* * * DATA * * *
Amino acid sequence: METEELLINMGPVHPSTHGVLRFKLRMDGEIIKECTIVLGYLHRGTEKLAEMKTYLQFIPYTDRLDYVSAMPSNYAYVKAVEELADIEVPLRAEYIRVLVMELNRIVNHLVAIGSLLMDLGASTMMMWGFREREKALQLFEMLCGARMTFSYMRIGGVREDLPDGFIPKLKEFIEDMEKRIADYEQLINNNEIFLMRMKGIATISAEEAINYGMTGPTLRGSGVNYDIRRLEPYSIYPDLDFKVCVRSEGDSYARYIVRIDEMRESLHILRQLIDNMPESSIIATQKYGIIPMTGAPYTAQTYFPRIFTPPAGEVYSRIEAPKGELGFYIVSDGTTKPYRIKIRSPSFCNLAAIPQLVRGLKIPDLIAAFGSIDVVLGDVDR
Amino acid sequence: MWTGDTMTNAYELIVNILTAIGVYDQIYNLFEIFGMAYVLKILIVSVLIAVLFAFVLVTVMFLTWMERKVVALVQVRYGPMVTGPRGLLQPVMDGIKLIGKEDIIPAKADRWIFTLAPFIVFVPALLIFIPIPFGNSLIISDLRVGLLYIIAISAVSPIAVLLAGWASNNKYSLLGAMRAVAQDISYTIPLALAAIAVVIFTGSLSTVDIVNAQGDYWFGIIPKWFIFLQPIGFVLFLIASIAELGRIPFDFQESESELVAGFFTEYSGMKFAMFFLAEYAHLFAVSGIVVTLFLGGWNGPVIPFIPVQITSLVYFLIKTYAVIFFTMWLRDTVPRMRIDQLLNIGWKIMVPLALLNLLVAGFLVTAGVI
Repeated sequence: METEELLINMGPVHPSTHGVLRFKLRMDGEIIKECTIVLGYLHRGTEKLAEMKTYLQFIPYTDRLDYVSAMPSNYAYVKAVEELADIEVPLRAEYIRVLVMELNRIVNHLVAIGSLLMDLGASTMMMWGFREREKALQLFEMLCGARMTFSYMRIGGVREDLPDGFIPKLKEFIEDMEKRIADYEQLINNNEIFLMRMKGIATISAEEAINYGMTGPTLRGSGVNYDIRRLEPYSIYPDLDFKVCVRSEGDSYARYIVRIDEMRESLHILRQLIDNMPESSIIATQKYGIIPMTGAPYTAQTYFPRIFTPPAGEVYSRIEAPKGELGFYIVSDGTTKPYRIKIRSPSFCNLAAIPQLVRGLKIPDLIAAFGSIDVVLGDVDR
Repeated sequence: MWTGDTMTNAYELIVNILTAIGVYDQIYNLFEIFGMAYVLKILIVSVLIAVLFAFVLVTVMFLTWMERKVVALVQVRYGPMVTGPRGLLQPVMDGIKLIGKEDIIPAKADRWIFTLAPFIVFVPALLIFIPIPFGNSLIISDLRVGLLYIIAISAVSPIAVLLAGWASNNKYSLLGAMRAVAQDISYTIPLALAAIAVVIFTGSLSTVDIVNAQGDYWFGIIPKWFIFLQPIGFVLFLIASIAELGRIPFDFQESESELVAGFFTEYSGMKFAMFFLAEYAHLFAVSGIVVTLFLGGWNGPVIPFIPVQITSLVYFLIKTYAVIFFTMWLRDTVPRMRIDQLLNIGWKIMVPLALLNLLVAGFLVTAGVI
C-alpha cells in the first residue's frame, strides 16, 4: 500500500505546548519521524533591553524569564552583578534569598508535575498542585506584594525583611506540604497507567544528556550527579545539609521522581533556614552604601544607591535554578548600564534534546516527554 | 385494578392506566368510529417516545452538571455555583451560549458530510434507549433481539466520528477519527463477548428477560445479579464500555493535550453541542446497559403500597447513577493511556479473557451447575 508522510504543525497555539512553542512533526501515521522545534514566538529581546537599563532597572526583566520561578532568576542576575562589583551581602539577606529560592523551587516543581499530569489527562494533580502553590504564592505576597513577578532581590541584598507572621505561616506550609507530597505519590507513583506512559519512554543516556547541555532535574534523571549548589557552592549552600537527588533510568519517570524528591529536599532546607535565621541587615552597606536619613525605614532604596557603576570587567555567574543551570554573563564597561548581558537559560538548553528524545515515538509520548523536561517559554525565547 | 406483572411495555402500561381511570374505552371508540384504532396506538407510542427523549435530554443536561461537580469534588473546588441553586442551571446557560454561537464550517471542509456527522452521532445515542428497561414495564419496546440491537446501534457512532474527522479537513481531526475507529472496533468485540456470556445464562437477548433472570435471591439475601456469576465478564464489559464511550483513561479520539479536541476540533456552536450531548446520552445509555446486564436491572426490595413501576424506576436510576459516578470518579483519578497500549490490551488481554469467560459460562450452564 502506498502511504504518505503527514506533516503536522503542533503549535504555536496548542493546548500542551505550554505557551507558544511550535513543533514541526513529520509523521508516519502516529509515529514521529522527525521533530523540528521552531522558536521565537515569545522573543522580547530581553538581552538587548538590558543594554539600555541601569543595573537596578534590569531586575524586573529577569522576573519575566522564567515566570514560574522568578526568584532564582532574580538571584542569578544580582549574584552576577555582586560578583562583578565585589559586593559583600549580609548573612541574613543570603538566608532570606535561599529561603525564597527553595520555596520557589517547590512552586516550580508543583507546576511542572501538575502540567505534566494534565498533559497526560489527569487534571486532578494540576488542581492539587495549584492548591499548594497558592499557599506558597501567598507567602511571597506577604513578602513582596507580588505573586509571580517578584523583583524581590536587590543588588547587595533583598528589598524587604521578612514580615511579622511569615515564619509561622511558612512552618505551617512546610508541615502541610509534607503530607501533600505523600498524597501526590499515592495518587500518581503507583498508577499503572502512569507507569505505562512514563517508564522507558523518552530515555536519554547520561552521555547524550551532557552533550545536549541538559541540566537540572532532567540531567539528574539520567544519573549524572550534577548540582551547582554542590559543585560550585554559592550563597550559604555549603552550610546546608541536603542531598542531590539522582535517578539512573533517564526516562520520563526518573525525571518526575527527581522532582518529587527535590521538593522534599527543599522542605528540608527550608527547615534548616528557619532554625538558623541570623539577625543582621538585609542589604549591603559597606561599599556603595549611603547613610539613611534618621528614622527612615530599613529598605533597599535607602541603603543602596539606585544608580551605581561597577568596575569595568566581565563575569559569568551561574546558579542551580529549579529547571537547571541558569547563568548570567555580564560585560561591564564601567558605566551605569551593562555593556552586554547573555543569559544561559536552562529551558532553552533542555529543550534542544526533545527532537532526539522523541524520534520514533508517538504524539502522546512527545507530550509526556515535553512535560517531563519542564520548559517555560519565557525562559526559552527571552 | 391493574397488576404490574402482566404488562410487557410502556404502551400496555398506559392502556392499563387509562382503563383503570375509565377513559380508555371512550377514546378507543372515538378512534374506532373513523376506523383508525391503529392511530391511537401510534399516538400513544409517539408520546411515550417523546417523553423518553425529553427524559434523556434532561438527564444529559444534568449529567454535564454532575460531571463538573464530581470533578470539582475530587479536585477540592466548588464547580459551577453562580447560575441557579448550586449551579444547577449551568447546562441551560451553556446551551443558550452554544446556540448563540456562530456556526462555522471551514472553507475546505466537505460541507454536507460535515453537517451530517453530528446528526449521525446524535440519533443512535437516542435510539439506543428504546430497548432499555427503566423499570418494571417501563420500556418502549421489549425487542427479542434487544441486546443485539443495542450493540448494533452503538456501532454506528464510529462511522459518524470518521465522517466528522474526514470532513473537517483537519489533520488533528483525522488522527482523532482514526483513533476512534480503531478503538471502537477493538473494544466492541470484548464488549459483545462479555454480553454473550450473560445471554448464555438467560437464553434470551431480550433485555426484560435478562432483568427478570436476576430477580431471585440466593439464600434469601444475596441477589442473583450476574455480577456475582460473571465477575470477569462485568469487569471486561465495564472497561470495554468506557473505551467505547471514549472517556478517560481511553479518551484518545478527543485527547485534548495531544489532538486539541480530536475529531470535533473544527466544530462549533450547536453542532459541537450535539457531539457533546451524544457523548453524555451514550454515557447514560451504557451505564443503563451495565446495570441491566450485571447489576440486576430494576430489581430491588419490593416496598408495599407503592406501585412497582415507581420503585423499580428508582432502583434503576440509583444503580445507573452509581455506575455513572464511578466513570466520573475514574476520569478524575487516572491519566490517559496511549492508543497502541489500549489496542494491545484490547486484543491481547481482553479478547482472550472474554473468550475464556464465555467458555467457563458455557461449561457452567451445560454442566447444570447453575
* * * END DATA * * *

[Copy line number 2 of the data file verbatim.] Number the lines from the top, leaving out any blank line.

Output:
Amino acid sequence: MWTGDTMTNAYELIVNILTAIGVYDQIYNLFEIFGMAYVLKILIVSVLIAVLFAFVLVTVMFLTWMERKVVALVQVRYGPMVTGPRGLLQPVMDGIKLIGKEDIIPAKADRWIFTLAPFIVFVPALLIFIPIPFGNSLIISDLRVGLLYIIAISAVSPIAVLLAGWASNNKYSLLGAMRAVAQDISYTIPLALAAIAVVIFTGSLSTVDIVNAQGDYWFGIIPKWFIFLQPIGFVLFLIASIAELGRIPFDFQESESELVAGFFTEYSGMKFAMFFLAEYAHLFAVSGIVVTLFLGGWNGPVIPFIPVQITSLVYFLIKTYAVIFFTMWLRDTVPRMRIDQLLNIGWKIMVPLALLNLLVAGFLVTAGVI